Is Fly Fishing Worth It? Yes, and Here is Why...

Fly fishing is a sport that involves wit, patience, and love of the outdoors. Using a lightweight rod and heavy line, casting your fly into strategic feeding spots. You're trying to fool fish into thinking it's an easy meal. However, fish are cautious, so you must outsmart the prize you want to catch.

The great thing about fly fishing is, it's very economical and beginner-friendly. You don't need a boat, a bucket of worms, or a large ocean. Fly fishing uses simple equipment, and it's more about understanding and adapting to the behavior of the fish you're trying to catch.

Large Rainbow Trout

Why is Fly Fishing Worth it?

So what's it all about, you ask? Fly fishing is quite simple. You're using a lightweight rod because mostly, you're not going to be wearing any extra equipment, such as a belt harness. This also means you're not going after the big fish that you would only find in ocean fishing expeditions. Flying fishing revolves around looking for a catch that mainly swims and lives in rivers, lakes, and streams.

To go with that, you'll need a special line used for fly fishing.  This line is thicker and heavier than your typical monofilament line use for lure fishing.

It has to be heavy because you're going to be thrusting or 'whipping' the line out as far as you can while standing in a relatively dry and safe position. This allows you to drop the fly in very tight spots, such as at the crest of a boulder that splits a stream. Some fish will hide here to get some rest or wait for their prey to fall without getting washed away themselves.

Man Fly Fishing

You don't use bait, instead, you use a fly. A fly is not or was not, once a living creature. You're not hooking worms onto your line or small fish that would be seen in the location you're fishing in. The flies you use will be purely synthetic. However, the fun of flies is, you're trying to fool the fish into thinking it's real. Thus, you can buy unique and life-like flies that look like bugs, flies, and other aquatic lifeforms such as baitfish, crawdads and even mice!

Streamer Fly Fishing Patterns

You must love the outdoors because you're going to need to be still, stand back and watch while you wait for the fish to reveal themselves. Fly fishing is very soothing and almost therapeutic. It's not fast-paced or risky like sport fishing, yet it requires just as much skill. It's the thinking man's sport. It's not about large fishing boats and expensive reels. You're only relying on a simple rod, fly, and what's between your ears.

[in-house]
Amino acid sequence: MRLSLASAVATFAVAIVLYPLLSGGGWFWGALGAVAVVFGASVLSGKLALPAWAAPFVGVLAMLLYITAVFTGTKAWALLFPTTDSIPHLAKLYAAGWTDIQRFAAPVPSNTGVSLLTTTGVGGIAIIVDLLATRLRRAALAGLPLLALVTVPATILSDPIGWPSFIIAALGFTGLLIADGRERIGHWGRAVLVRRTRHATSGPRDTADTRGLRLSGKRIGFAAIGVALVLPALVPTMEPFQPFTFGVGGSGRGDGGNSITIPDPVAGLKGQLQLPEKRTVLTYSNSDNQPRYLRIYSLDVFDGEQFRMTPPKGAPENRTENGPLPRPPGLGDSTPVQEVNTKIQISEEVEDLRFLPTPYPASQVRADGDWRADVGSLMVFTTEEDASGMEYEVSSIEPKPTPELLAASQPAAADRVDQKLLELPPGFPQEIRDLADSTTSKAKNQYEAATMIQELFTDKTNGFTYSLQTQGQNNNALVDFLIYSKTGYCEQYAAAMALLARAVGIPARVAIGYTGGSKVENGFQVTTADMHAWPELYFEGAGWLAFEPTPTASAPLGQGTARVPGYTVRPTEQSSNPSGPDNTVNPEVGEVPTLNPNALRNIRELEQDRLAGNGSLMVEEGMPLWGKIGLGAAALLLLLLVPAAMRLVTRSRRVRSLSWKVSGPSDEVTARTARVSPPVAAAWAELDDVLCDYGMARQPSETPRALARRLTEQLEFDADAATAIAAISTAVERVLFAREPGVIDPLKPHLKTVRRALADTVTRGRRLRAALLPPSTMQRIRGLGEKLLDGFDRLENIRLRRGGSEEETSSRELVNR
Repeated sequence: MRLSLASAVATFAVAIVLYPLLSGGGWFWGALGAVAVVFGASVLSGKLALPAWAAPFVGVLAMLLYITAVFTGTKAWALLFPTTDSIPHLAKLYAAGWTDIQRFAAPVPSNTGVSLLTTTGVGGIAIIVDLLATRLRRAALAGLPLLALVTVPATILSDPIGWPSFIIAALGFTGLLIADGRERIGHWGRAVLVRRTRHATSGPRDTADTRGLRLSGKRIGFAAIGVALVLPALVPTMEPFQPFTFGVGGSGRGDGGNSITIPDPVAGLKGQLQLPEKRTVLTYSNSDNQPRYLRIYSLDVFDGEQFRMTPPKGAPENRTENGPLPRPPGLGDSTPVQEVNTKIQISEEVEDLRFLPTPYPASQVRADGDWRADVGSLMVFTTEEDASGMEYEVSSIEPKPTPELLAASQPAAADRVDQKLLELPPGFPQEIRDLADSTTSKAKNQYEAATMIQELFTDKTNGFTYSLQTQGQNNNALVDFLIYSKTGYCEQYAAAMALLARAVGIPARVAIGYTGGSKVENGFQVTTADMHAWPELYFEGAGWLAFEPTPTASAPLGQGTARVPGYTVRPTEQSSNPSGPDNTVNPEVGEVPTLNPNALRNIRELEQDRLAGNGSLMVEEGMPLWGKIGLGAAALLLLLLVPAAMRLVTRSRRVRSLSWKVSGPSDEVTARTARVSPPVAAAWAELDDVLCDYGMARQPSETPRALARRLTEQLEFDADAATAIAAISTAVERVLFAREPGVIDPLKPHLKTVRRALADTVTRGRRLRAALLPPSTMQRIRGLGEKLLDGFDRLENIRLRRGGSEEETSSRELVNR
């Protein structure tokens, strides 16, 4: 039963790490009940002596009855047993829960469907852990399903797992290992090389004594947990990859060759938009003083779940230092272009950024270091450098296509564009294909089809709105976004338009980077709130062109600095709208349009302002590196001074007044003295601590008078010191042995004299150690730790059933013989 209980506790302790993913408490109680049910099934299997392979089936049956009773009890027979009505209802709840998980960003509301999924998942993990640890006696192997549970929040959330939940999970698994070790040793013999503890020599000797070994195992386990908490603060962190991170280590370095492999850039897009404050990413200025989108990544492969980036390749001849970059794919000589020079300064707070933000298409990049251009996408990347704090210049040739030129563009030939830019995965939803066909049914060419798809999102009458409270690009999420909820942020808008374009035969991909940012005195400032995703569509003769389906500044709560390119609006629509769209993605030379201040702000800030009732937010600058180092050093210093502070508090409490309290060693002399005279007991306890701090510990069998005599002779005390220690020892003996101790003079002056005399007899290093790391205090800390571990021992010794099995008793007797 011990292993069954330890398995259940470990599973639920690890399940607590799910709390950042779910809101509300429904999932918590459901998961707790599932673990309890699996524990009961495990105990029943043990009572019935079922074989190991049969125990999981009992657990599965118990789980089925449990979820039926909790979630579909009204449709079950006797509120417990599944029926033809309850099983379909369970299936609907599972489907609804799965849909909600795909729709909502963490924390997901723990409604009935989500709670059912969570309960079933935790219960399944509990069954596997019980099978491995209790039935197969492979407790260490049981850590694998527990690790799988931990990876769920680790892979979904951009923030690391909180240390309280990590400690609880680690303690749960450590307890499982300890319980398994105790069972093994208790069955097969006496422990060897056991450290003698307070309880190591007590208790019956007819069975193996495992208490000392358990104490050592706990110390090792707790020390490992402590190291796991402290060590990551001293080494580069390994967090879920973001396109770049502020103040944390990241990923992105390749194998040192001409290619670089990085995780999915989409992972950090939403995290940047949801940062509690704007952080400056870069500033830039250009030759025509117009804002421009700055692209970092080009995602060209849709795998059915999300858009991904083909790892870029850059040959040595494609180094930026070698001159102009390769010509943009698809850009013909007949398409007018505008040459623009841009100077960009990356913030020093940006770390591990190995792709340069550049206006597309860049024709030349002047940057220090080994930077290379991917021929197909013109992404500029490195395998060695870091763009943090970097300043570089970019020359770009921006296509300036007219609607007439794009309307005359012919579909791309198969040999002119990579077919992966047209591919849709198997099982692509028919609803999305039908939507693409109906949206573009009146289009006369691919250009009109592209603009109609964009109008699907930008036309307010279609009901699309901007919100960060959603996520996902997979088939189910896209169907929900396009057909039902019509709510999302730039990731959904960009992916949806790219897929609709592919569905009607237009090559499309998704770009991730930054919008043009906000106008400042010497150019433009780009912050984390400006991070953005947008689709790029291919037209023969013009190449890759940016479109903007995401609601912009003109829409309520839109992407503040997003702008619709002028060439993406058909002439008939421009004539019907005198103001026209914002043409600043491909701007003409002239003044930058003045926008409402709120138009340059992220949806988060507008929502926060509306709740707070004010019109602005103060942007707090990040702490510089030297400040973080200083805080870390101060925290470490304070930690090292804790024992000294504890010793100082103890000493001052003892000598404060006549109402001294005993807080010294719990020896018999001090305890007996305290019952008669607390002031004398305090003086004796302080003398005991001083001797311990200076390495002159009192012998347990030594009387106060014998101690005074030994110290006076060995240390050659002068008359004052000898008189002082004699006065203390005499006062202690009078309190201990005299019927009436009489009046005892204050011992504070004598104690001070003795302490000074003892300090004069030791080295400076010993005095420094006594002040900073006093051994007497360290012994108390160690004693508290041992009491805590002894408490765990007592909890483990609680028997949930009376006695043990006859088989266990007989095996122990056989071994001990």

Large Trout

How do you get started?

What you need to get started are a few things.

  1. Get yourself a fly fishing rod. It depends on your stature and level of experience concerning the length and rod. The more confident you are in your technique, the longer the rod can be. However, if you're just starting, look for a 9ft, 5 or 6 weight fly rod. This size will cover most fly fishing conditions.
  2. The line has to be heavier than your typical fishing line. Remember, there will be times where you are going to be trying to whip the fly out as far as you can, so you need a line with a bit of mass to it so that you can generate the momentum. You may also be battling the wind as you cast your line, so make sure you're choosing the fly line appropriate to carry more energy, which resists the force of the wind.
  3. You need a box of essential flies. Necessary flies are designed in mind, to provide a general enticement to that specific species. Sometimes bright, in the shape of tiny fish or bugs, they have hooks attached to them instead of being forced onto your line's hook. Since they're synthetic, a hook would not be able to pierce them, which is why flies already have the hooks that the fish will bite down on.